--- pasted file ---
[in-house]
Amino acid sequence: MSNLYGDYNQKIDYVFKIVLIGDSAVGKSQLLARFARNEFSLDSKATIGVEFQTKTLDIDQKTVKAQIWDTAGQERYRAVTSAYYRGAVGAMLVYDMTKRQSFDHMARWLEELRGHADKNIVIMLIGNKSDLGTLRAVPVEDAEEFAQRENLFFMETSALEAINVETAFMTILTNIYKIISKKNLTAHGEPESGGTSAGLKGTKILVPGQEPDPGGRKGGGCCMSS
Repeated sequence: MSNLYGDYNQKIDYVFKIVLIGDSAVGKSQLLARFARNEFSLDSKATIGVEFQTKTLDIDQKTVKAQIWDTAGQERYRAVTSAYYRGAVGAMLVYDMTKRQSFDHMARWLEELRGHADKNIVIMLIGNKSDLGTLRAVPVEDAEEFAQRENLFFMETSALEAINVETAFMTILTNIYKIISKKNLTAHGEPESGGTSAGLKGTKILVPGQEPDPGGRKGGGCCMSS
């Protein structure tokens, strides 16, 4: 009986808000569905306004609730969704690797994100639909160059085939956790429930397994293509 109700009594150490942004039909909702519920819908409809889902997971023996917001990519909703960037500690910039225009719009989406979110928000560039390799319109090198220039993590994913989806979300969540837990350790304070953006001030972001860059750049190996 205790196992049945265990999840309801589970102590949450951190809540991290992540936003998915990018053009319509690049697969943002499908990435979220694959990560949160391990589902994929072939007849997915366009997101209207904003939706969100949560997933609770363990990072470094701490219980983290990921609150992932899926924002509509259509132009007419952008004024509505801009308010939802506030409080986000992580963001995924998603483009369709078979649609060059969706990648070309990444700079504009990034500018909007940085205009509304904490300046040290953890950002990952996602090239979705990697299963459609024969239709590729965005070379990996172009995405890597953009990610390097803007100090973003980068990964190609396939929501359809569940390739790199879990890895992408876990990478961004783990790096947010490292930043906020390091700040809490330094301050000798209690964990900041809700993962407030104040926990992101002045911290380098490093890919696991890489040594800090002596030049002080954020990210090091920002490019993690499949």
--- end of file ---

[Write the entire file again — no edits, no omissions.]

[in-house]
Amino acid sequence: MSNLYGDYNQKIDYVFKIVLIGDSAVGKSQLLARFARNEFSLDSKATIGVEFQTKTLDIDQKTVKAQIWDTAGQERYRAVTSAYYRGAVGAMLVYDMTKRQSFDHMARWLEELRGHADKNIVIMLIGNKSDLGTLRAVPVEDAEEFAQRENLFFMETSALEAINVETAFMTILTNIYKIISKKNLTAHGEPESGGTSAGLKGTKILVPGQEPDPGGRKGGGCCMSS
Repeated sequence: MSNLYGDYNQKIDYVFKIVLIGDSAVGKSQLLARFARNEFSLDSKATIGVEFQTKTLDIDQKTVKAQIWDTAGQERYRAVTSAYYRGAVGAMLVYDMTKRQSFDHMARWLEELRGHADKNIVIMLIGNKSDLGTLRAVPVEDAEEFAQRENLFFMETSALEAINVETAFMTILTNIYKIISKKNLTAHGEPESGGTSAGLKGTKILVPGQEPDPGGRKGGGCCMSS
């Protein structure tokens, strides 16, 4: 009986808000569905306004609730969704690797994100639909160059085939956790429930397994293509 109700009594150490942004039909909702519920819908409809889902997971023996917001990519909703960037500690910039225009719009989406979110928000560039390799319109090198220039993590994913989806979300969540837990350790304070953006001030972001860059750049190996 205790196992049945265990999840309801589970102590949450951190809540991290992540936003998915990018053009319509690049697969943002499908990435979220694959990560949160391990589902994929072939007849997915366009997101209207904003939706969100949560997933609770363990990072470094701490219980983290990921609150992932899926924002509509259509132009007419952008004024509505801009308010939802506030409080986000992580963001995924998603483009369709078979649609060059969706990648070309990444700079504009990034500018909007940085205009509304904490300046040290953890950002990952996602090239979705990697299963459609024969239709590729965005070379990996172009995405890597953009990610390097803007100090973003980068990964190609396939929501359809569940390739790199879990890895992408876990990478961004783990790096947010490292930043906020390091700040809490330094301050000798209690964990900041809700993962407030104040926990992101002045911290380098490093890919696991890489040594800090002596030049002080954020990210090091920002490019993690499949």